Aired 4 d ago 3:53
Tesla to Cut Full-Time Workforce by 7%
WSJ What's News
From the news
Aired 3 months ago 3:32
How the 726-Foot-Tall Hoover Dam Was Built Ahead of Schedule
This surprisingly, lush landscape has been coaxed from the desert with water from the Carson river. A series of reservoirs captures the water, a wide ranging irrigation system, delivers it to farms and homes. It's part of a statewide network designed to help nearly bone-dry Nevada make the most out of every drop of water at guests. And nothing else in that network or just about anywhere else. Does that job in a bigger way than this icon of American? Ingenuity, the Hoover dam. The dam was constructed on the Colorado river. All too often. This powerful river was overflowing. Its banks flooding fields and causing millions of dollars in crop damage. While other farmers weren't getting the water they needed. So in one thousand nine hundred ninety nine the US government announced that it would try to tame this wild river by constructing, but was then the world's largest dam launched in the midst of the great depression word of the Hoover. Dam project triggered a flood of hundred workers from across the country into Nevada for the next five years. They labored here and up to one hundred degree conditions. It wasn't just grueling. It was also extremely dangerous. Men known as high schoolers clamored along the cliffs at the river's edge, and then dangled down hundreds of feet on ropes to drill holes for dynamite, the blasted away the canyon walls. Then the lowest paid workers called mucks use shovels to scoop up the dynamited rock for removal. Dozens of others labored, deep underground drilling out four, three quarter of a mile. Tunnels, like with temporarily divert the raging Colorado river around the site. Falling rocks, carbon monoxide, tough bosses and long hours created dangerous conditions, at least Ninety-six workers were killed on the job. Even had been built in a single continuous pour. The concrete would have taken more than a century to cool. So workers had to build the seven hundred twenty six foot High Dam, five feet at a time using individual buckets of concrete, then sped down to them on cables, every seventy eight seconds. It's still possible to see these individual pores etched in the face of the curve. When they were finally finished on March first nineteen, thirty six, two years ahead of schedule. Their handiwork was hailed as an engineering marvel the eighth wonder of the modern world. It was also an aesthetic triumph, thanks to its elegant proportions. Futuristic design and art deco details. It's visually stunning from the air, but that makes it easy to forget just how critical the engineering of the Hoover dam remains today. If it ever gave way it could unleash a wall of water so high, it could flood an area, the size of Connecticut, ten feet deep, destroy vital irrigation systems across the American southwest and leave millions without drinking water.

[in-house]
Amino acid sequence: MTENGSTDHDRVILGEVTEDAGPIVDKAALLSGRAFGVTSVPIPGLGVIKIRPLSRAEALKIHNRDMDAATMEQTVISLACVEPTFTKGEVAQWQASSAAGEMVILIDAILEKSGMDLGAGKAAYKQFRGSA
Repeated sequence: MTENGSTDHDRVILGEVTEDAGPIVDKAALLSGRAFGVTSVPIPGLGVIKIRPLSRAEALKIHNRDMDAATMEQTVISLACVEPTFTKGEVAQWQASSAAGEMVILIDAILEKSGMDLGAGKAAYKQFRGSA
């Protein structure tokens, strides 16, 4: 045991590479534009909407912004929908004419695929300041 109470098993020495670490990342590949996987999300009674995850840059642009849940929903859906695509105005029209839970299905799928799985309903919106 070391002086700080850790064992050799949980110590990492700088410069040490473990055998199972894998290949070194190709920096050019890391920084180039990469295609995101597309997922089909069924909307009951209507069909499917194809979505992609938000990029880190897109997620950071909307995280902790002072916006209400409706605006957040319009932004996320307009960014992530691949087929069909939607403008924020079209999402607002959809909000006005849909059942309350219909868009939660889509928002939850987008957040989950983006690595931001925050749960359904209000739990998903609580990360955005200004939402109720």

Aired 5 d ago 24:32
Wed. Jan. 16 - Statement Quarter
On Wed.'s ep. of The Starters, the guys discuss the Warriors' statement win over Denver, Rozier saying the Celtics are too talented, and whether Buddy Hield deserves a Three-Point Contest invite. That, plus the teams most likely to make a trade, the Hawks' dilemma, Embiid trolling the Wolves, and so much more. via Knit
Aired 3 months ago 56:00
MVP Front-runners and the Quarterback Stat-Padding Era | The Ringer NFL Show (Ep. 315)
The Ringer’s Robert Mays and Kevin Clark link up to discuss the leading MVP candidates at the quarter mark of the NFL season and list three things they are sure of so far (3:45). Then, they question whether the AFC North is the best division in football and whether the Packers are actually good on this week's Take Shop (26:30) before previewing the biggest games headed into Week 5 (37:45).
The NFL Show